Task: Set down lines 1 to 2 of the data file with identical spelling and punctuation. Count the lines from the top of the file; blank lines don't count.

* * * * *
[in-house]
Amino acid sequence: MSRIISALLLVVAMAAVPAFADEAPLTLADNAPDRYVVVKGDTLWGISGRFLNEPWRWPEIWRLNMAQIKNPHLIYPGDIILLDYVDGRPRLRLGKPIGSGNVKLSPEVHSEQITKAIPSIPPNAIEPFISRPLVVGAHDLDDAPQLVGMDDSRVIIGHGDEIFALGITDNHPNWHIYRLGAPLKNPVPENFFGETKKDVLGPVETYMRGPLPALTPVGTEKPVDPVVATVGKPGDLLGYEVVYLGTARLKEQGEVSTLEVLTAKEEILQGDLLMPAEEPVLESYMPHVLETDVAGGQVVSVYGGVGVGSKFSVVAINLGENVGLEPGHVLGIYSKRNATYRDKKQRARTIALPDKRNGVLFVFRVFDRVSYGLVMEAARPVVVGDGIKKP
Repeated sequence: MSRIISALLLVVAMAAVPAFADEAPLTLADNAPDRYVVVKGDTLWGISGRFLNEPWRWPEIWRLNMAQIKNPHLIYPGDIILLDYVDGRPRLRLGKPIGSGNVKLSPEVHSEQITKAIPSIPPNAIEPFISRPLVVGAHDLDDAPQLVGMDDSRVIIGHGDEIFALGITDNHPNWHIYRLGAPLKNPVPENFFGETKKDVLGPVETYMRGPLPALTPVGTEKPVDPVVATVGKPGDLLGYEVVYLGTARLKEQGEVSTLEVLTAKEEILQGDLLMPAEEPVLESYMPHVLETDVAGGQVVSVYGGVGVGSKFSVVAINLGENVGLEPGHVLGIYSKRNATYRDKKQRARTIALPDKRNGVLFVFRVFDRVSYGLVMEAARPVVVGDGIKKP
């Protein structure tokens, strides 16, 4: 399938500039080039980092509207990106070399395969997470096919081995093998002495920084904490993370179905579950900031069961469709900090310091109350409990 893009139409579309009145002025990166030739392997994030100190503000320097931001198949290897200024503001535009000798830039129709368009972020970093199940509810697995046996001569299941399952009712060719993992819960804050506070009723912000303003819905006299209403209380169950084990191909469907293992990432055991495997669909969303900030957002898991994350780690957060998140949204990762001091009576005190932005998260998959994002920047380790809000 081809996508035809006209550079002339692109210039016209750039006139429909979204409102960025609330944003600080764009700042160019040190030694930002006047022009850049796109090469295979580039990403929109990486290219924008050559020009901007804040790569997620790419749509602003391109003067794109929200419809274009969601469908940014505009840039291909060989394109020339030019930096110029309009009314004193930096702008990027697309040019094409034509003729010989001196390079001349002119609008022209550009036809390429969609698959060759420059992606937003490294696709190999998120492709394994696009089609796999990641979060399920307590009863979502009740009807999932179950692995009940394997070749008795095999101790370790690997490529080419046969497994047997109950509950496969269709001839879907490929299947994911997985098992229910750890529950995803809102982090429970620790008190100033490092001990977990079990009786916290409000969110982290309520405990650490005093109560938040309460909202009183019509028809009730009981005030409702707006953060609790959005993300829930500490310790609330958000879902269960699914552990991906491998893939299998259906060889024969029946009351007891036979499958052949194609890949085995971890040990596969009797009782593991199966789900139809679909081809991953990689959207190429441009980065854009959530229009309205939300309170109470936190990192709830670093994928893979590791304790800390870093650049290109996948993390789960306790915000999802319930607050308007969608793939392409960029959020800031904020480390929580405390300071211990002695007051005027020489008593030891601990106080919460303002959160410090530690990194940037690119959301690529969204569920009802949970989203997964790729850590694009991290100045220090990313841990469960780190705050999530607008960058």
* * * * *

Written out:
[in-house]
Amino acid sequence: MSRIISALLLVVAMAAVPAFADEAPLTLADNAPDRYVVVKGDTLWGISGRFLNEPWRWPEIWRLNMAQIKNPHLIYPGDIILLDYVDGRPRLRLGKPIGSGNVKLSPEVHSEQITKAIPSIPPNAIEPFISRPLVVGAHDLDDAPQLVGMDDSRVIIGHGDEIFALGITDNHPNWHIYRLGAPLKNPVPENFFGETKKDVLGPVETYMRGPLPALTPVGTEKPVDPVVATVGKPGDLLGYEVVYLGTARLKEQGEVSTLEVLTAKEEILQGDLLMPAEEPVLESYMPHVLETDVAGGQVVSVYGGVGVGSKFSVVAINLGENVGLEPGHVLGIYSKRNATYRDKKQRARTIALPDKRNGVLFVFRVFDRVSYGLVMEAARPVVVGDGIKKP